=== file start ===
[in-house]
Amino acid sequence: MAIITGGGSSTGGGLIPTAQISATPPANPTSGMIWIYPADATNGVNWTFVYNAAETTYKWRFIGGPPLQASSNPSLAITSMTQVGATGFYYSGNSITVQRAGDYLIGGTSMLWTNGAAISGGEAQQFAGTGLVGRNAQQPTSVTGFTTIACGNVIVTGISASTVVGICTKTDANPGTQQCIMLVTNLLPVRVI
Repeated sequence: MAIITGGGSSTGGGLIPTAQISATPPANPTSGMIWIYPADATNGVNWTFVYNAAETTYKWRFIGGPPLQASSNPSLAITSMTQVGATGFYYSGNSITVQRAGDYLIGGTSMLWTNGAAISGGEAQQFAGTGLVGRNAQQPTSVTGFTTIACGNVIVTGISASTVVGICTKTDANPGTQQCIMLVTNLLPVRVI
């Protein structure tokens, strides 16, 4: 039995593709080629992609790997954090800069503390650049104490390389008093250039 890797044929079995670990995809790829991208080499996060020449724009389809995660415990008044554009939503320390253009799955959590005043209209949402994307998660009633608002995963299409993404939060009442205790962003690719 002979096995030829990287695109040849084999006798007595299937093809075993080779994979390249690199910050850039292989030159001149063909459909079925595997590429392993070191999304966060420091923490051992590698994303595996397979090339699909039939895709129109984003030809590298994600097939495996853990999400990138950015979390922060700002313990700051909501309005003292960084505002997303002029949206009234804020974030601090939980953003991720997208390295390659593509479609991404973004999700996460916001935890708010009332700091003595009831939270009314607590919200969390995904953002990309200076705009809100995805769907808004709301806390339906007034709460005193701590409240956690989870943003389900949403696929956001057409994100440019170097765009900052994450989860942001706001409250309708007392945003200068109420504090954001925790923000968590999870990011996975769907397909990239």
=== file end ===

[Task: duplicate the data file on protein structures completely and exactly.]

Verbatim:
[in-house]
Amino acid sequence: MAIITGGGSSTGGGLIPTAQISATPPANPTSGMIWIYPADATNGVNWTFVYNAAETTYKWRFIGGPPLQASSNPSLAITSMTQVGATGFYYSGNSITVQRAGDYLIGGTSMLWTNGAAISGGEAQQFAGTGLVGRNAQQPTSVTGFTTIACGNVIVTGISASTVVGICTKTDANPGTQQCIMLVTNLLPVRVI
Repeated sequence: MAIITGGGSSTGGGLIPTAQISATPPANPTSGMIWIYPADATNGVNWTFVYNAAETTYKWRFIGGPPLQASSNPSLAITSMTQVGATGFYYSGNSITVQRAGDYLIGGTSMLWTNGAAISGGEAQQFAGTGLVGRNAQQPTSVTGFTTIACGNVIVTGISASTVVGICTKTDANPGTQQCIMLVTNLLPVRVI
């Protein structure tokens, strides 16, 4: 039995593709080629992609790997954090800069503390650049104490390389008093250039 890797044929079995670990995809790829991208080499996060020449724009389809995660415990008044554009939503320390253009799955959590005043209209949402994307998660009633608002995963299409993404939060009442205790962003690719 002979096995030829990287695109040849084999006798007595299937093809075993080779994979390249690199910050850039292989030159001149063909459909079925595997590429392993070191999304966060420091923490051992590698994303595996397979090339699909039939895709129109984003030809590298994600097939495996853990999400990138950015979390922060700002313990700051909501309005003292960084505002997303002029949206009234804020974030601090939980953003991720997208390295390659593509479609991404973004999700996460916001935890708010009332700091003595009831939270009314607590919200969390995904953002990309200076705009809100995805769907808004709301806390339906007034709460005193701590409240956690989870943003389900949403696929956001057409994100440019170097765009900052994450989860942001706001409250309708007392945003200068109420504090954001925790923000968590999870990011996975769907397909990239």